UNMISS hopes to end violence flaring in South Sudan

By Laureen Fagan - 3 December 2019 at 5:43 pm
UNMISS hopes to end violence flaring in South Sudan

The United Nations mission in South Sudan said Tuesday it is sending 75 Nepalese peacekeepers to the Western Lakes region of the country because of continued violence, despite a peace agreement marked by slow implementation and its history of past failures.

The decision followed reports that some 80 people have died and more than 100 were injured in clashes between the Gak and Manuer communities, roughly 100 kilometers north of Rumbek. Peacekeepers and their equipment were flown into the region because roads have been destroyed by the heavy rains impacting a number of African nations, including Somalia and Kenya.

“This fighting must stop,” said UNMISS chief David Shearer. “We are urging the communities involved and their leaders to put an end to the violence and to come together in reconciliation and peace for the good of their people.”

UNMISS notes that the violence that devastated South Sudan since civil war broke out in 2013 – one that claimed an estimated 400,000 lives – has subsided. Yet “intercommunal clashes continue to result in the killing and injuring of civilians, cattle raiding and the looting of property,” UNMISS said.

South Sudan’s President Salva Kiir and opposition leader Riek Machar, whose clashes touched off the country’s tragic divisions, have promised to form a unified transitional government as part of the peace deal. The deadline for moving forward was last month but was delayed for 100 days, as Machar warned the opposition won’t honor the agreement and civil war will continue unless final issues are resolved.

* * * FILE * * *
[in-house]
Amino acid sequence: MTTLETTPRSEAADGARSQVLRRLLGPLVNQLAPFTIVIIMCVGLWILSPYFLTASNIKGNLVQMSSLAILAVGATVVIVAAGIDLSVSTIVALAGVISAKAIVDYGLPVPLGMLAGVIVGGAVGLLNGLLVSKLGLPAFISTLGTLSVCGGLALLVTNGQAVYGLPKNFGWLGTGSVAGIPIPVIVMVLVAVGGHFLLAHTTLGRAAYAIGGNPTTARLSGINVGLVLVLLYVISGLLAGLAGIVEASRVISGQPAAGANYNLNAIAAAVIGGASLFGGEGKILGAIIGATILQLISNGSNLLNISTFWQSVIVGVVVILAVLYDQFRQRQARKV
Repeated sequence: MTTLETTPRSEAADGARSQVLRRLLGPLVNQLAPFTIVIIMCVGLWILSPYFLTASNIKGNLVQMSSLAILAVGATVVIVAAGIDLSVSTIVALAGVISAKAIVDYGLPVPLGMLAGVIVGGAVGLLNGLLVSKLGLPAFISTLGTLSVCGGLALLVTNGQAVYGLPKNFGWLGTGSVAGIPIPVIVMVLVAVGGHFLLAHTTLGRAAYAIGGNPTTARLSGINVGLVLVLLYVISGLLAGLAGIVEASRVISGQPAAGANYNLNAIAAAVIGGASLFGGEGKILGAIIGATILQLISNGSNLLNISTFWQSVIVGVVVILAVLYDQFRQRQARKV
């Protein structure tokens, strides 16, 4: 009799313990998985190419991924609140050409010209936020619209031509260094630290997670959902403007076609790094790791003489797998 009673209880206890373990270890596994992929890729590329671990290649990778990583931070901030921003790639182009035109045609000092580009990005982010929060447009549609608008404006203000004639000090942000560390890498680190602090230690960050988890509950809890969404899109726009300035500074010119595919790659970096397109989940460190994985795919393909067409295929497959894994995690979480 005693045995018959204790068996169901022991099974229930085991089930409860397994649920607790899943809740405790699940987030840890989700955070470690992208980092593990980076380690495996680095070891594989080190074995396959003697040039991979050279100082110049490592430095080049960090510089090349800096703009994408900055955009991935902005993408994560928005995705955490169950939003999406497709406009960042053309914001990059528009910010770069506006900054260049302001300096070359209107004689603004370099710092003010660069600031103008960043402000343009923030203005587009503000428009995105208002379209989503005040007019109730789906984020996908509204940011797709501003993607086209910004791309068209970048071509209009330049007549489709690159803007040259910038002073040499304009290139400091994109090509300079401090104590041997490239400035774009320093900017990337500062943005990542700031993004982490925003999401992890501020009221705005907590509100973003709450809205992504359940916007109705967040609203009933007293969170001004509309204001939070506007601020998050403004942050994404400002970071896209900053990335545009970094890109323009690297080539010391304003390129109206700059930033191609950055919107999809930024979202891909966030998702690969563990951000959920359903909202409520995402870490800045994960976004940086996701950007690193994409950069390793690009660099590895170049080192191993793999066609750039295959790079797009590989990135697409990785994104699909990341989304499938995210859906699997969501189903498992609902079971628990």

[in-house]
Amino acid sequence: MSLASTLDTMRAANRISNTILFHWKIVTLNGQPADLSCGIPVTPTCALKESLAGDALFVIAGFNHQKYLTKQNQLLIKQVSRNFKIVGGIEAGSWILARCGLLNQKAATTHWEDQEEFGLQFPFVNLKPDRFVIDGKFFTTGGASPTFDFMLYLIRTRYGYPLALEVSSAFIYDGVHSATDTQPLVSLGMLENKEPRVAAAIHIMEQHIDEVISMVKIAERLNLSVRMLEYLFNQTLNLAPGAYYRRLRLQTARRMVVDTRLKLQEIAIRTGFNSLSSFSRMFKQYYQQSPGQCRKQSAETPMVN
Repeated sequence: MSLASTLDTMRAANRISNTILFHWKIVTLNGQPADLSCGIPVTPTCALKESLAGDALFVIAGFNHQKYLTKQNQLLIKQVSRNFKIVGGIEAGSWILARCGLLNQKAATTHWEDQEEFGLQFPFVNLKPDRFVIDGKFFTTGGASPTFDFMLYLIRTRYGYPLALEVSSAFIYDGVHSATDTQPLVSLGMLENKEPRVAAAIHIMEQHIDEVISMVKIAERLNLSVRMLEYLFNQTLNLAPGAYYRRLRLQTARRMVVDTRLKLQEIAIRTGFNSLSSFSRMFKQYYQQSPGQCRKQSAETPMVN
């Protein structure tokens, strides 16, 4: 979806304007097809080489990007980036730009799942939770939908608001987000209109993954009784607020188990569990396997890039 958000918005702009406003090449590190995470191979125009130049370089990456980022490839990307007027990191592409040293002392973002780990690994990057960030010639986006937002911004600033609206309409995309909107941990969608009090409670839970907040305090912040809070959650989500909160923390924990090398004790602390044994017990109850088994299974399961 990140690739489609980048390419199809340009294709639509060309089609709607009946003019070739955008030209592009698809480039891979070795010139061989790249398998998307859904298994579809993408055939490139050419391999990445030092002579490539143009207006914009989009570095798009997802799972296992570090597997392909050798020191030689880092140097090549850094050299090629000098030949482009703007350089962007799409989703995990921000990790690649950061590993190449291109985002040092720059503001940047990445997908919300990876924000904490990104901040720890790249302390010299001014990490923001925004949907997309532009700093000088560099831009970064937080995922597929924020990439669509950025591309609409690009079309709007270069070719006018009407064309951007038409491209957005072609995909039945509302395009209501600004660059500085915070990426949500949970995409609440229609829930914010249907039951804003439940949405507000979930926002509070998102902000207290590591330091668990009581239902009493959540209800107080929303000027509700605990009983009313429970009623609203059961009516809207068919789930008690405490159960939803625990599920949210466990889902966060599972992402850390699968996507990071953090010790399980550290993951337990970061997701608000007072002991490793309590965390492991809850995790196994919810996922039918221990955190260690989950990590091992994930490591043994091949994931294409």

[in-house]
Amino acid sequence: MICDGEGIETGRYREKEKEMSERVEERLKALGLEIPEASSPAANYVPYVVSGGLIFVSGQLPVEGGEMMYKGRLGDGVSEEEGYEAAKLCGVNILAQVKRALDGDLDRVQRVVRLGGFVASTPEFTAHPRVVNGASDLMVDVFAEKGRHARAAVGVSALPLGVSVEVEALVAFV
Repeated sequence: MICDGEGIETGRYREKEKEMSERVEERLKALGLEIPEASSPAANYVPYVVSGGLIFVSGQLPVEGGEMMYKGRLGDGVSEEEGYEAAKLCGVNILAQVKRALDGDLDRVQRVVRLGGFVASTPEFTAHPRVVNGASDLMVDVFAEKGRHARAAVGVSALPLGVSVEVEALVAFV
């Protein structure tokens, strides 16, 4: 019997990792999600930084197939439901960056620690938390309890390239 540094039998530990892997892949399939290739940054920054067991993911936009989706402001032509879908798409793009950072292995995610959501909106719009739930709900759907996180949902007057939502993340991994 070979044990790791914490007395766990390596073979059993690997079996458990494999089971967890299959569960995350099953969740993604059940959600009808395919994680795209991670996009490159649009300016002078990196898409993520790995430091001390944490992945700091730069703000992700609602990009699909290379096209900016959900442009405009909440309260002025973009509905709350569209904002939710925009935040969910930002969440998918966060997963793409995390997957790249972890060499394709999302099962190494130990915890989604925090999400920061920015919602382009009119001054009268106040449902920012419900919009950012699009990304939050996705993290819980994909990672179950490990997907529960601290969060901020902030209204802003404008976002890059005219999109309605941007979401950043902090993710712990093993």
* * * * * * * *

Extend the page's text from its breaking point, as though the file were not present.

In addition to peacekeeping troops, UNMISS says it is coordinating mediation talks in the affected communities.

“We shall live peacefully with them. Go and tell them that,” said Chief Manyiel Lieny of the Gak community to UNMISS personnel visiting the region. 

Image: UNMISS

Laureen Fagan

Laureen Fagan

Laureen is the editor of Africa Times

Laureen is a freelance journalist creating high-quality, informed content on international affairs, politics and technology. She has worked both in and out of newsrooms since 2000. She is a former paramedic with significant experience in community resilience and nonprofit community development initiatives, and maintains "a passion for action" on sustainability and climate change. She also is trained in conflict resolution and diversity, and has special interests in science and medical reporting, and culture and religion issues. Laureen received her MSJ from Northwestern University's Medill School of Journalism in the United States, and completed additional graduate study in theology at University of Notre Dame.

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